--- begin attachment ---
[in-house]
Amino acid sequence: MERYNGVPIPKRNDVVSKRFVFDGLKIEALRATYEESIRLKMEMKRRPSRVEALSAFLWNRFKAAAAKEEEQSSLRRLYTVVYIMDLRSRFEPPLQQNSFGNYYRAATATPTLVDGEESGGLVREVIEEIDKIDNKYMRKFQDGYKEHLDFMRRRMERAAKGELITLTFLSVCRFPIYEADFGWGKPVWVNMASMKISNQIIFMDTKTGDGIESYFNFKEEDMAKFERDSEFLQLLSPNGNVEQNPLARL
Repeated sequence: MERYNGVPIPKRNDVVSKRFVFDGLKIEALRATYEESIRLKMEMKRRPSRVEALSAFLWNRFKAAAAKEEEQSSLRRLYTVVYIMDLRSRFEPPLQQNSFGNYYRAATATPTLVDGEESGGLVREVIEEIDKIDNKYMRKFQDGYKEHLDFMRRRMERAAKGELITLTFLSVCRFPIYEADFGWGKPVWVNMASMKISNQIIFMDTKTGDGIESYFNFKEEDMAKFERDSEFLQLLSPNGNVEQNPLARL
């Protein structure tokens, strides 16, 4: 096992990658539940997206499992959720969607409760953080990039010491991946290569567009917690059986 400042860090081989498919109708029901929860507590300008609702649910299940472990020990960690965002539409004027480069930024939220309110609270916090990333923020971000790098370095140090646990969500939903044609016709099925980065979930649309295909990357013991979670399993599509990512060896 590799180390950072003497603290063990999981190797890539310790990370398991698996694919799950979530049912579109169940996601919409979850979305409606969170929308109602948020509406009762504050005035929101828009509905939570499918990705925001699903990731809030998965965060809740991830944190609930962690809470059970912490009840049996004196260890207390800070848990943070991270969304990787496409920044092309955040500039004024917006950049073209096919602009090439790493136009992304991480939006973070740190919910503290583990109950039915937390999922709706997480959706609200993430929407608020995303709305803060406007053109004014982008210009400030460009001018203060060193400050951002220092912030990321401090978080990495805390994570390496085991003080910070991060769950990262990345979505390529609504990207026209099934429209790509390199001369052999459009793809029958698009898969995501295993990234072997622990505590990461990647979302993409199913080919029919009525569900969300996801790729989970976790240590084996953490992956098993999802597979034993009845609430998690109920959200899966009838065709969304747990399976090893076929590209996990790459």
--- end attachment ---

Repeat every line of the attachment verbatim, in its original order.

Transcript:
[in-house]
Amino acid sequence: MERYNGVPIPKRNDVVSKRFVFDGLKIEALRATYEESIRLKMEMKRRPSRVEALSAFLWNRFKAAAAKEEEQSSLRRLYTVVYIMDLRSRFEPPLQQNSFGNYYRAATATPTLVDGEESGGLVREVIEEIDKIDNKYMRKFQDGYKEHLDFMRRRMERAAKGELITLTFLSVCRFPIYEADFGWGKPVWVNMASMKISNQIIFMDTKTGDGIESYFNFKEEDMAKFERDSEFLQLLSPNGNVEQNPLARL
Repeated sequence: MERYNGVPIPKRNDVVSKRFVFDGLKIEALRATYEESIRLKMEMKRRPSRVEALSAFLWNRFKAAAAKEEEQSSLRRLYTVVYIMDLRSRFEPPLQQNSFGNYYRAATATPTLVDGEESGGLVREVIEEIDKIDNKYMRKFQDGYKEHLDFMRRRMERAAKGELITLTFLSVCRFPIYEADFGWGKPVWVNMASMKISNQIIFMDTKTGDGIESYFNFKEEDMAKFERDSEFLQLLSPNGNVEQNPLARL
């Protein structure tokens, strides 16, 4: 096992990658539940997206499992959720969607409760953080990039010491991946290569567009917690059986 400042860090081989498919109708029901929860507590300008609702649910299940472990020990960690965002539409004027480069930024939220309110609270916090990333923020971000790098370095140090646990969500939903044609016709099925980065979930649309295909990357013991979670399993599509990512060896 590799180390950072003497603290063990999981190797890539310790990370398991698996694919799950979530049912579109169940996601919409979850979305409606969170929308109602948020509406009762504050005035929101828009509905939570499918990705925001699903990731809030998965965060809740991830944190609930962690809470059970912490009840049996004196260890207390800070848990943070991270969304990787496409920044092309955040500039004024917006950049073209096919602009090439790493136009992304991480939006973070740190919910503290583990109950039915937390999922709706997480959706609200993430929407608020995303709305803060406007053109004014982008210009400030460009001018203060060193400050951002220092912030990321401090978080990495805390994570390496085991003080910070991060769950990262990345979505390529609504990207026209099934429209790509390199001369052999459009793809029958698009898969995501295993990234072997622990505590990461990647979302993409199913080919029919009525569900969300996801790729989970976790240590084996953490992956098993999802597979034993009845609430998690109920959200899966009838065709969304747990399976090893076929590209996990790459």